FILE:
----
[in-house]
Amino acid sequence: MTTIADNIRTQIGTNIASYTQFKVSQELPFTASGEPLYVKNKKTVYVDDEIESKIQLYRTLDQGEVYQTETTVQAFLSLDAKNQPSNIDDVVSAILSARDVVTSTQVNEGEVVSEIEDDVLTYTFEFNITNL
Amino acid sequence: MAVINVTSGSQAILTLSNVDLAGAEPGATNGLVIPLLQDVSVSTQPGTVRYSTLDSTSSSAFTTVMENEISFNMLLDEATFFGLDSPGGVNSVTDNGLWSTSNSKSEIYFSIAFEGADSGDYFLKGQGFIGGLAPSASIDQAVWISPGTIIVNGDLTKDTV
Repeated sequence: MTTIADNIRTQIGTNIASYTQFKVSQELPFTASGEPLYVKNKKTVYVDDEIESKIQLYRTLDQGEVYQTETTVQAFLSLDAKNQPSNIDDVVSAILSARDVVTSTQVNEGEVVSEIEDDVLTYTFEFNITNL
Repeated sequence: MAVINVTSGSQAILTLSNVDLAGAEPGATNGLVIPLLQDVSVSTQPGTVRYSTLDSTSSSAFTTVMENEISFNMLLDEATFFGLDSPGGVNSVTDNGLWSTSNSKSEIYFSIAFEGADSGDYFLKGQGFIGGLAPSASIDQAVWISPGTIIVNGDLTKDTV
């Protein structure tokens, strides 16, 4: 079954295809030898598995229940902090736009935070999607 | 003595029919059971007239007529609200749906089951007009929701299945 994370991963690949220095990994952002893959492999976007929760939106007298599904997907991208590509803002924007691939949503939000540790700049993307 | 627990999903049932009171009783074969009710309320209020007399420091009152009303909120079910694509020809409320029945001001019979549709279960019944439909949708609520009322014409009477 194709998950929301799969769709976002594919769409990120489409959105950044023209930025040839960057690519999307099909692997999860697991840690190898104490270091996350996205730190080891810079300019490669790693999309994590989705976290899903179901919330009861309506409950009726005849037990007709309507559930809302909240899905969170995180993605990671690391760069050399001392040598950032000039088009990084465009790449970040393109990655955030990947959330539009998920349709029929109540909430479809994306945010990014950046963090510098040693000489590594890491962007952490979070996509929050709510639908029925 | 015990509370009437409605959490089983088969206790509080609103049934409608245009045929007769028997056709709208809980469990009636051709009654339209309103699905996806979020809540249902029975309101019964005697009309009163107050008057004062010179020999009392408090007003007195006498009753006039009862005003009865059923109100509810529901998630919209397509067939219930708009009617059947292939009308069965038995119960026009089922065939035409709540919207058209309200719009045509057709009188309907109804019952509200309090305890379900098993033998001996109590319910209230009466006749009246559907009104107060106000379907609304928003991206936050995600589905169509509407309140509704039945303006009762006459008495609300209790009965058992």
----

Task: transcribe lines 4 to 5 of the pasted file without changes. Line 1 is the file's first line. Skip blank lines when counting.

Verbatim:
Repeated sequence: MTTIADNIRTQIGTNIASYTQFKVSQELPFTASGEPLYVKNKKTVYVDDEIESKIQLYRTLDQGEVYQTETTVQAFLSLDAKNQPSNIDDVVSAILSARDVVTSTQVNEGEVVSEIEDDVLTYTFEFNITNL
Repeated sequence: MAVINVTSGSQAILTLSNVDLAGAEPGATNGLVIPLLQDVSVSTQPGTVRYSTLDSTSSSAFTTVMENEISFNMLLDEATFFGLDSPGGVNSVTDNGLWSTSNSKSEIYFSIAFEGADSGDYFLKGQGFIGGLAPSASIDQAVWISPGTIIVNGDLTKDTV